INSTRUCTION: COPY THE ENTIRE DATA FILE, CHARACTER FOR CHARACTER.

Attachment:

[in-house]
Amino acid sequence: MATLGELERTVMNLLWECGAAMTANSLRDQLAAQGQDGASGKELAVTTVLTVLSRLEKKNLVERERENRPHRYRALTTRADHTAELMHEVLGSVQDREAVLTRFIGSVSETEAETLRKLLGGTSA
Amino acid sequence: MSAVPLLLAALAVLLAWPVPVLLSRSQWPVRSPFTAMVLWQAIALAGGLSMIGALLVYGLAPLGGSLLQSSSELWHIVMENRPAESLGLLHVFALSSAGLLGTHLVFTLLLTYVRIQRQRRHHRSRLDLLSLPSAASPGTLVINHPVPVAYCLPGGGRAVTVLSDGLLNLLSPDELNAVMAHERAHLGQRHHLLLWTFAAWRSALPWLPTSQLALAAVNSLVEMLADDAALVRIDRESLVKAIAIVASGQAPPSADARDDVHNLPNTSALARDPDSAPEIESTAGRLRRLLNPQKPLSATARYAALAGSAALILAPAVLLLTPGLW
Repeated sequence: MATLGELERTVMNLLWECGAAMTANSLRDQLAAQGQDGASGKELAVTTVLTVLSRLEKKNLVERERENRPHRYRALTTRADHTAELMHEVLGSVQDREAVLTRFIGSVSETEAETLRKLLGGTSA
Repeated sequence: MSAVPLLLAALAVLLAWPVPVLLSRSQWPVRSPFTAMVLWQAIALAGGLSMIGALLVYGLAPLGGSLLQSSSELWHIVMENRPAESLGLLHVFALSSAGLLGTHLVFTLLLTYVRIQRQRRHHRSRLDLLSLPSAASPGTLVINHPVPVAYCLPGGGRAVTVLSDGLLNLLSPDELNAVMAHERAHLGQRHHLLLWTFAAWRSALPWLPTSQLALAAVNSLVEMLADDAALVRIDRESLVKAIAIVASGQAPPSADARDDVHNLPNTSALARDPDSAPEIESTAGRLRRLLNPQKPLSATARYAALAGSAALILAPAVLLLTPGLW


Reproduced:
[in-house]
Amino acid sequence: MATLGELERTVMNLLWECGAAMTANSLRDQLAAQGQDGASGKELAVTTVLTVLSRLEKKNLVERERENRPHRYRALTTRADHTAELMHEVLGSVQDREAVLTRFIGSVSETEAETLRKLLGGTSA
Amino acid sequence: MSAVPLLLAALAVLLAWPVPVLLSRSQWPVRSPFTAMVLWQAIALAGGLSMIGALLVYGLAPLGGSLLQSSSELWHIVMENRPAESLGLLHVFALSSAGLLGTHLVFTLLLTYVRIQRQRRHHRSRLDLLSLPSAASPGTLVINHPVPVAYCLPGGGRAVTVLSDGLLNLLSPDELNAVMAHERAHLGQRHHLLLWTFAAWRSALPWLPTSQLALAAVNSLVEMLADDAALVRIDRESLVKAIAIVASGQAPPSADARDDVHNLPNTSALARDPDSAPEIESTAGRLRRLLNPQKPLSATARYAALAGSAALILAPAVLLLTPGLW
Repeated sequence: MATLGELERTVMNLLWECGAAMTANSLRDQLAAQGQDGASGKELAVTTVLTVLSRLEKKNLVERERENRPHRYRALTTRADHTAELMHEVLGSVQDREAVLTRFIGSVSETEAETLRKLLGGTSA
Repeated sequence: MSAVPLLLAALAVLLAWPVPVLLSRSQWPVRSPFTAMVLWQAIALAGGLSMIGALLVYGLAPLGGSLLQSSSELWHIVMENRPAESLGLLHVFALSSAGLLGTHLVFTLLLTYVRIQRQRRHHRSRLDLLSLPSAASPGTLVINHPVPVAYCLPGGGRAVTVLSDGLLNLLSPDELNAVMAHERAHLGQRHHLLLWTFAAWRSALPWLPTSQLALAAVNSLVEMLADDAALVRIDRESLVKAIAIVASGQAPPSADARDDVHNLPNTSALARDPDSAPEIESTAGRLRRLLNPQKPLSATARYAALAGSAALILAPAVLLLTPGLW